“When you find a military kid coming in new, it’s your time to step up,” Obama told the audience. “Find out who the military kids are in your school and make sure they feel welcome.”

Obama and the cast taped a public service announcement for Joining Forces with the cheering audience in the background.

Panetta: King Renewed Promise of America’s Dream

American Forces Press Service

WASHINGTON, Jan. 13, 2012 – In anticipation of the nation’s Martin Luther King Jr. Day observance Jan. 16, Defense Secretary Leon E. Panetta has issued a message to members of the Defense Department outlining his personal view of the slain civil rights leader’s impact on America.

Here is the text of the secretary’s message:

“My career in public service began more than 40 years ago at the height of the civil rights movement. As a legislative assistant in the U.S. Senate, I worked on landmark civil rights legislation and as director of the U.S. Office for Civil Rights, I had the responsibility to enforce those laws.

“At that time, I saw how one man, Dr. Martin Luther King Jr., could make a difference. He did so by challenging his fellow citizens to reflect on what it means to be American. Faced with opposition, he did not threaten violence, but rather gained strength from the truth of his convictions. His powerful ideas and lyrical words compelled our nation to live by its founding principle: that we are born with equal rights to life, liberty, and the pursuit of happiness.

“In the end, he changed not only the law of our land, but also struck a note for freedom that still resonates in the hearts and minds of the American people and the entire world. That’s a legacy worth celebrating.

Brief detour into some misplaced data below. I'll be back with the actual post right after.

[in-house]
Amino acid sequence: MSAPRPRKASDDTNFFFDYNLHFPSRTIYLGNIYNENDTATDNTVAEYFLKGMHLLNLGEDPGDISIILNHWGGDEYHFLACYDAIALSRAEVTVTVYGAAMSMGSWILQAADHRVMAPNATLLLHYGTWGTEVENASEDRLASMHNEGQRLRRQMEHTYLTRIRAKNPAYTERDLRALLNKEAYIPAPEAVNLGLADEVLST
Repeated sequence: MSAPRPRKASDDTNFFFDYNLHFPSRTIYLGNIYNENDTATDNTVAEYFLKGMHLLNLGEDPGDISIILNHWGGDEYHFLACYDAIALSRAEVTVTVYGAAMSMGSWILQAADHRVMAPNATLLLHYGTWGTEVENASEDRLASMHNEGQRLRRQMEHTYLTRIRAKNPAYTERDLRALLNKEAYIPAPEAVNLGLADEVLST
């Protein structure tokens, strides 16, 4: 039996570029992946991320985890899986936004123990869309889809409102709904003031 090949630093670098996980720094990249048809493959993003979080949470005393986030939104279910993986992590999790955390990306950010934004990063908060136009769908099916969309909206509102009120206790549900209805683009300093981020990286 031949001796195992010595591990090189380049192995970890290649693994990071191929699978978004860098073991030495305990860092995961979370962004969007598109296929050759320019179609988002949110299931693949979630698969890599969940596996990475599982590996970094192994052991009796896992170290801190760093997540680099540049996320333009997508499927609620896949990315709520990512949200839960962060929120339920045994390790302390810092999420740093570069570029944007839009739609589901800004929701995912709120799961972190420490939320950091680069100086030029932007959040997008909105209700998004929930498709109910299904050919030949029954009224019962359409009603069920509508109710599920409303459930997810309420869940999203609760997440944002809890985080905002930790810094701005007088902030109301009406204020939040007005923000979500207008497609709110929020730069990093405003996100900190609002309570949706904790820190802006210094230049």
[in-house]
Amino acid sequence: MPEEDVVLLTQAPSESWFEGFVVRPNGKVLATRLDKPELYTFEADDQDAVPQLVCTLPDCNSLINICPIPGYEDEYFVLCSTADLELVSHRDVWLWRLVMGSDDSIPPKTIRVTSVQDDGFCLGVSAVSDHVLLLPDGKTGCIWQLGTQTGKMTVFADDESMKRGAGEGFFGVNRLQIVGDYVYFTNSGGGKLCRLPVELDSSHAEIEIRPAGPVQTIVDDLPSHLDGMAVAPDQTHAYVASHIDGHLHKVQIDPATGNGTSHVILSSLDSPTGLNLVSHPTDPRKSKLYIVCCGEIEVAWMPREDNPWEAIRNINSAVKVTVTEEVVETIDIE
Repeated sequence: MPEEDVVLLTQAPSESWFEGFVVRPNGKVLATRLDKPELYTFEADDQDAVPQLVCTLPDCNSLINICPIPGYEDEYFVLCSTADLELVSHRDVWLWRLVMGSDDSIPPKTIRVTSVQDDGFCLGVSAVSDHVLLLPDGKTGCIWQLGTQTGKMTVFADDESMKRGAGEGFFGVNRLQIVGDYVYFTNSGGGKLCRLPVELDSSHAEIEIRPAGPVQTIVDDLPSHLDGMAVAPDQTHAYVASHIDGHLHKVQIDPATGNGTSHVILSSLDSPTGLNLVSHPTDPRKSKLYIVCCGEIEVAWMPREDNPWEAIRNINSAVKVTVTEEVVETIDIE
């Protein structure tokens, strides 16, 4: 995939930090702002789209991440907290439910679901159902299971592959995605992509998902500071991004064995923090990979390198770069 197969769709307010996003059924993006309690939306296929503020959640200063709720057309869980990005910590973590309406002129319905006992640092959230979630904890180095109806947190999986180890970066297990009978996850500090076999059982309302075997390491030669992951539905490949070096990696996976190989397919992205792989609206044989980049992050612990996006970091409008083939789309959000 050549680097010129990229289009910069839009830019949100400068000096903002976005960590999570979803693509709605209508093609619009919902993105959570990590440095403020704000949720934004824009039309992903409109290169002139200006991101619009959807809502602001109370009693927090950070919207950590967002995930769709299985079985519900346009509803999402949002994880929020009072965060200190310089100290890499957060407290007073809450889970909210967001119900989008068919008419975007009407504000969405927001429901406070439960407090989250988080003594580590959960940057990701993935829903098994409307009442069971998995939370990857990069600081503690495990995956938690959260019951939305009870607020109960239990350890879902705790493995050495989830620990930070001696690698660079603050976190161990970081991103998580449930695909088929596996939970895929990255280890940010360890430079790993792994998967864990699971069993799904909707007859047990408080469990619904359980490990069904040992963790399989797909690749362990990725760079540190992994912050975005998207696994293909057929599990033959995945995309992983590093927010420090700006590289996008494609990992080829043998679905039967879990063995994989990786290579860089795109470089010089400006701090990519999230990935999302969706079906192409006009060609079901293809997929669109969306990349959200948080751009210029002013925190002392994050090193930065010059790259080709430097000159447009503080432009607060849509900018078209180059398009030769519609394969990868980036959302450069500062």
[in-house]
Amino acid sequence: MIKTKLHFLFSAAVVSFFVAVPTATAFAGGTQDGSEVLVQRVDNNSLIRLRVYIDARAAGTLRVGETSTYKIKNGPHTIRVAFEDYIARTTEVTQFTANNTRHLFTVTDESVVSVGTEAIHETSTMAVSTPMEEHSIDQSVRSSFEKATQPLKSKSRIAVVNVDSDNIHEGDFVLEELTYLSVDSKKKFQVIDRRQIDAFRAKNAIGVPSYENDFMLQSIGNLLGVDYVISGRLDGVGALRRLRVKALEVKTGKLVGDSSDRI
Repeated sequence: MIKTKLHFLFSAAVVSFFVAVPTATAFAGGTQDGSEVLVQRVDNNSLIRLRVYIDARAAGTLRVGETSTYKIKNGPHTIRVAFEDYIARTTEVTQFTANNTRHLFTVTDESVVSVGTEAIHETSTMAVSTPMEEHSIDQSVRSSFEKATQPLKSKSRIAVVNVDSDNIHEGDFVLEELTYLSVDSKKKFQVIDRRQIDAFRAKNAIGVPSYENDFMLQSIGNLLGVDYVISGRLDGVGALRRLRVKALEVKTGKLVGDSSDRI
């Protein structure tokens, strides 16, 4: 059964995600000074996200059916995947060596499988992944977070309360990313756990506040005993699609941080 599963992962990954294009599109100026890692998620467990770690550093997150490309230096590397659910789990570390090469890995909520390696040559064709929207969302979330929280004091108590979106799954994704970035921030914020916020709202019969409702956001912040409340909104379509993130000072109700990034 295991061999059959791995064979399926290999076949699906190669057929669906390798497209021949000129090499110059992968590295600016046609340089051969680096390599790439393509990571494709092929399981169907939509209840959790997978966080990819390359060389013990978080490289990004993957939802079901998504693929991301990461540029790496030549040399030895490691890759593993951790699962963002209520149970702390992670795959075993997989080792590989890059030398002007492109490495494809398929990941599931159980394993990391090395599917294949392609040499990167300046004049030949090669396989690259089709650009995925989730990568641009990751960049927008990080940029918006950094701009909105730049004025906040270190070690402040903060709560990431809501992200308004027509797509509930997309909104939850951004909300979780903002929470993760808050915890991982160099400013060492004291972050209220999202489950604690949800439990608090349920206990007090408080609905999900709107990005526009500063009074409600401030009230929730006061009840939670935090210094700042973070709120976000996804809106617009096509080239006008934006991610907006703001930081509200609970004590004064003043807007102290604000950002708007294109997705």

“Dr. King renewed the promise of America’s dream. His example inspired a movement for our country to reclaim its fundamental pledge -- so that we might live as one nation, with liberty and justice for all. Every man and woman at the Department of Defense should strive to uphold these fundamental ideals.

“One of my proudest moments was the opportunity to meet Dr. King and years later, as a congressman, to cast my vote to set aside a day dedicated to Dr. King’s memory. This weekend, I hope each of you will think about just how much this one man’s life and accomplishments have meant to our country. The nation we work so hard to protect is a better place because of him. In fighting for equal justice, he was fighting for all of us.”

Naval Submarine Base New London Holds Special Screening of iCarly

By Chief Mass Communication Specialist Jim O'Donnell, Naval Submarine Base New London Public Affairs

GROTON, Conn. (NNS) -- Naval Submarine Base New London welcomed more than 1,300 fans of the hit Nickelodeon show iCarly who were on hand for a special screening and cast appearance at the base's Dealey Center Theater, Jan. 11.